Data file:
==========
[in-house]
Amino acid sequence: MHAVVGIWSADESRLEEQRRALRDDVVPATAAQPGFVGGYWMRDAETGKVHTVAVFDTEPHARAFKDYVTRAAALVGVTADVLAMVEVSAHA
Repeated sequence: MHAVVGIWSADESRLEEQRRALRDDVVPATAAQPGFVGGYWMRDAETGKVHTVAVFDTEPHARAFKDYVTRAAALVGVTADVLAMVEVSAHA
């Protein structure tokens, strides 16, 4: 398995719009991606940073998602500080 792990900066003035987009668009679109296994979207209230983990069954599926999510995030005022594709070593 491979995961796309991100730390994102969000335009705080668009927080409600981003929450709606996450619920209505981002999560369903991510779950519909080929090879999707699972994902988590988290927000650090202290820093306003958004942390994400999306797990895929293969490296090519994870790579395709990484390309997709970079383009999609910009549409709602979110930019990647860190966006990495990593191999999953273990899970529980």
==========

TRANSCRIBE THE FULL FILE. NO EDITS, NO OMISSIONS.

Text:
[in-house]
Amino acid sequence: MHAVVGIWSADESRLEEQRRALRDDVVPATAAQPGFVGGYWMRDAETGKVHTVAVFDTEPHARAFKDYVTRAAALVGVTADVLAMVEVSAHA
Repeated sequence: MHAVVGIWSADESRLEEQRRALRDDVVPATAAQPGFVGGYWMRDAETGKVHTVAVFDTEPHARAFKDYVTRAAALVGVTADVLAMVEVSAHA
């Protein structure tokens, strides 16, 4: 398995719009991606940073998602500080 792990900066003035987009668009679109296994979207209230983990069954599926999510995030005022594709070593 491979995961796309991100730390994102969000335009705080668009927080409600981003929450709606996450619920209505981002999560369903991510779950519909080929090879999707699972994902988590988290927000650090202290820093306003958004942390994400999306797990895929293969490296090519994870790579395709990484390309997709970079383009999609910009549409709602979110930019990647860190966006990495990593191999999953273990899970529980």